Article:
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Blog Post

How has banking union changed mergers and acquisitions?

The aim of the banking union was to break the toxic link between banks and states. One way of achieving this is by increasing cross border banking through mergers and acquisitions. This blog shows that little has changed in M&A activity since the banking union was launched. In fact, we seem to be witnessing a slight re-nationalisiation of banking consolidation.

By: Inês Goncalves Raposo and Guntram B. Wolff Topic: European Macroeconomics & Governance, Finance & Financial Regulation Date: September 13, 2017
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Upcoming Event

Oct
18
09:00

Financial Stability Conference 2017

EU at Crossroads: How to respond to Misalignments in Bank Regulation and achieve a consistent financial Framework?

Topic: Finance & Financial Regulation Location: Berlin, Germany
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Opinion

Europe must seize this moment of opportunity

As the EU enjoys a period of growth and relative stability, there is finally room to undertake long-needed reforms. But it is vital to act soon, and priorities must be set. There are three pillars of reform for the coming months: completing a robust euro area; building a coherent EU foreign policy; and harnessing the single market’s potential to deliver strong and inclusive growth.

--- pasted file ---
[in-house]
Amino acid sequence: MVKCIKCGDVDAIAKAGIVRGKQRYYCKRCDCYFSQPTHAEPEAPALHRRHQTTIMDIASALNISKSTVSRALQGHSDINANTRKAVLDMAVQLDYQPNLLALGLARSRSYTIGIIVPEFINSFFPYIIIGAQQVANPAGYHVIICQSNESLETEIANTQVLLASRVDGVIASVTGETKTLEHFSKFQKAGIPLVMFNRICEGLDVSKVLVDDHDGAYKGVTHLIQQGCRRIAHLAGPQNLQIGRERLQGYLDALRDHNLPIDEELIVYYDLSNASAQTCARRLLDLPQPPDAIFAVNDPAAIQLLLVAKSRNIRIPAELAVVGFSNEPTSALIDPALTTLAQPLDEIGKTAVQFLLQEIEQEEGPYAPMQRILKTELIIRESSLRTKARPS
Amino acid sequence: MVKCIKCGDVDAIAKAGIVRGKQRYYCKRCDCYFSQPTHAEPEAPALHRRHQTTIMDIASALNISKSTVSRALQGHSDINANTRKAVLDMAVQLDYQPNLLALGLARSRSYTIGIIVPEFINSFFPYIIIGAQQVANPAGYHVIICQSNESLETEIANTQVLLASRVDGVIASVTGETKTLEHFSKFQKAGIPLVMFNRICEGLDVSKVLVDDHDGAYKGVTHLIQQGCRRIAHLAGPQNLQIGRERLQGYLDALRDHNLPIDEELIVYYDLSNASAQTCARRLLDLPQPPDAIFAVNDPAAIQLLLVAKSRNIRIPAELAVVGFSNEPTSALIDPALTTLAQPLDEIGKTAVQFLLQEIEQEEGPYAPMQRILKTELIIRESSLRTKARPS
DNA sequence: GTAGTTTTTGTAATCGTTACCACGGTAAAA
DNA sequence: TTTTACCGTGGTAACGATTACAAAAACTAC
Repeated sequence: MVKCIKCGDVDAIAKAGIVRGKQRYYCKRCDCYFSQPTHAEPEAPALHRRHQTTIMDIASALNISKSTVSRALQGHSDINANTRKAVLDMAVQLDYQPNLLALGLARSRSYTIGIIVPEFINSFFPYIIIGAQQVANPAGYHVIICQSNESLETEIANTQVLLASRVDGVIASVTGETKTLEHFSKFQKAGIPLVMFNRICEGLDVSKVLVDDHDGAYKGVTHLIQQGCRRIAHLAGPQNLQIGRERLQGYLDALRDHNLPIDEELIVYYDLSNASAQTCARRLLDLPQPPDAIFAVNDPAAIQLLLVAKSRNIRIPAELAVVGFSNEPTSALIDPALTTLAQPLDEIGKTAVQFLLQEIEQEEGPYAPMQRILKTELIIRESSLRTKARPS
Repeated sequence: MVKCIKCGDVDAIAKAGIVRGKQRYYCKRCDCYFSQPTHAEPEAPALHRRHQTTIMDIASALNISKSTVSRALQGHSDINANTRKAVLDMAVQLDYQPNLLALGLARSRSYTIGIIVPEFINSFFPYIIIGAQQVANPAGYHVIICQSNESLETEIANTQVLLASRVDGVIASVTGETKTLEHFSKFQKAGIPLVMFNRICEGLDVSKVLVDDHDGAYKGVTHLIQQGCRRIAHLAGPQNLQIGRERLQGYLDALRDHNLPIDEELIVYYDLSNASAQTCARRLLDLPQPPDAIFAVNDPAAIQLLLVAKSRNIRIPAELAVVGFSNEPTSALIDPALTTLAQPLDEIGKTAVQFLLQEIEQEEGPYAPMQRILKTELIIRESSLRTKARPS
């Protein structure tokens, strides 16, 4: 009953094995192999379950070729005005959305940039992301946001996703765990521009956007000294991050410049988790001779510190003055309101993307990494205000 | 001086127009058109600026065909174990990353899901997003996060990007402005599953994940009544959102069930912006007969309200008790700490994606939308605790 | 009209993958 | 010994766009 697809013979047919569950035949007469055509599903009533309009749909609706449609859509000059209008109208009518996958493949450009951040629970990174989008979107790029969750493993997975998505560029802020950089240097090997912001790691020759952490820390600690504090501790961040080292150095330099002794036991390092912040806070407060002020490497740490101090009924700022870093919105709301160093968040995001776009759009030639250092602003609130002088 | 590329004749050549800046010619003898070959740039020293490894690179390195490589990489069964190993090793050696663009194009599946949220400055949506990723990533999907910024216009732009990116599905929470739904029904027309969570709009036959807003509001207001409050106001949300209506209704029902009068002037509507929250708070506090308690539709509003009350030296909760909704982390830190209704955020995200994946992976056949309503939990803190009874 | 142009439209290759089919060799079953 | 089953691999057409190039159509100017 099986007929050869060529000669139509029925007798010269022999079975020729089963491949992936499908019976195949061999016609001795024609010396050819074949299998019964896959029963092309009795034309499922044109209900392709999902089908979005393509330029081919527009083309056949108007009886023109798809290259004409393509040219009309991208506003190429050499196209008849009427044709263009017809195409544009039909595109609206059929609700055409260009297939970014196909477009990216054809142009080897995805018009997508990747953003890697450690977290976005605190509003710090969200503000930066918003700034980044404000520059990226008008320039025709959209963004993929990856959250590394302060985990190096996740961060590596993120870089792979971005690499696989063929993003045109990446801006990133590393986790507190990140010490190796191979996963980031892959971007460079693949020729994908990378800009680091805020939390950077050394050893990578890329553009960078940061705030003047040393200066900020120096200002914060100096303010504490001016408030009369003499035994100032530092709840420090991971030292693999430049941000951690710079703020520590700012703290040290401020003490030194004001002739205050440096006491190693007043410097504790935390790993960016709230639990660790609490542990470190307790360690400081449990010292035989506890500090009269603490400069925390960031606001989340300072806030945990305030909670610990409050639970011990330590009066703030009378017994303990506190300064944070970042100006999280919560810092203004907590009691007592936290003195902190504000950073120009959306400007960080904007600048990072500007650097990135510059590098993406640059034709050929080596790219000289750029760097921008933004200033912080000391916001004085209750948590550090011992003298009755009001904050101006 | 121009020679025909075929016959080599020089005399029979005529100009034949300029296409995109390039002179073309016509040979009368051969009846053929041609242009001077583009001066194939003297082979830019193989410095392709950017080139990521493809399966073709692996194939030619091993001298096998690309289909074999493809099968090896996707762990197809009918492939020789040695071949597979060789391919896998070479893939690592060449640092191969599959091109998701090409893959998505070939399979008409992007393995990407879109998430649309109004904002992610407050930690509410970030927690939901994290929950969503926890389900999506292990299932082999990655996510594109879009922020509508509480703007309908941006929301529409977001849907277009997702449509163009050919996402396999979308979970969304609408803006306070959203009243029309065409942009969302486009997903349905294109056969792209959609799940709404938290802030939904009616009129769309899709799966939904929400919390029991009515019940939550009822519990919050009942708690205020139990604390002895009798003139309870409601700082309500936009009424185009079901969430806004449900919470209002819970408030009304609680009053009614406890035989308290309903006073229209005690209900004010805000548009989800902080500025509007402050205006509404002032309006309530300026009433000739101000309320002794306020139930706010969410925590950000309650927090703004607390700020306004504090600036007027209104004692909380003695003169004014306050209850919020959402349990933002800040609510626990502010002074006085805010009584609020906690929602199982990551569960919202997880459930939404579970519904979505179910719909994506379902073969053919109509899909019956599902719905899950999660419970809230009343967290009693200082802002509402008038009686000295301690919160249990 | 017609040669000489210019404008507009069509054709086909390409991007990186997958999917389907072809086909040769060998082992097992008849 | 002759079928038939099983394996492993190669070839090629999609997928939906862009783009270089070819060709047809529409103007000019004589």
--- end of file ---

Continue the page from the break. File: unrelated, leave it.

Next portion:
By: Agnès Bénassy-Quéré, Michael Hüther, Philippe Martin and Guntram B. Wolff Topic: European Macroeconomics & Governance Date: August 12, 2017
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Policy Contribution

Precautionary recapitalisation: time for a review?

While precautionary recapitalisation is a legitimate instrument for bank crisis management, the conditions set for it by BRRD (Bank Recovery and Resolution Directive) are restrictive and have so far been effective to prevent its inappropriate use on insolvent banks. Nevertheless, the European Stability Mechanism should be empowered to participate in future precautionary recapitalisations.

By: Nicolas Véron Topic: Finance & Financial Regulation Date: July 13, 2017
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External Publication

European Parliament

Precautionary recapitalisations: time for a review

Precautionary recapitalisation, a tool for public intervention in the banking sector defined in the Bank Recovery and Resolution Directive (BRRD), is a legitimate instrument for bank crisis management. The conditions set for it by BRRD are restrictive and have so far been effective to prevent its inappropriate use on insolvent banks. Outside of the scope of BRRD, the co-legislators should consider a reform of the EU audit framework to improve audit quality, and the European Stability Mechanism should be empowered to participate in future precautionary recapitalisations.

By: Nicolas Véron Topic: European Parliament, Finance & Financial Regulation Date: July 12, 2017
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Policy Contribution

A macro approach to international bank resolution

As regulators rush to strengthen banking supervision and implement bank resolution regimes, a macro approach to resolution is needed that considers both the contagion effects of bail-in and the continuing need for a fiscal backstop to the financial system. This can be facilitated through the completion of a banking union in which the European Stability Mechanism (ESM) becomes the fiscal backstop to the euro-area banking system.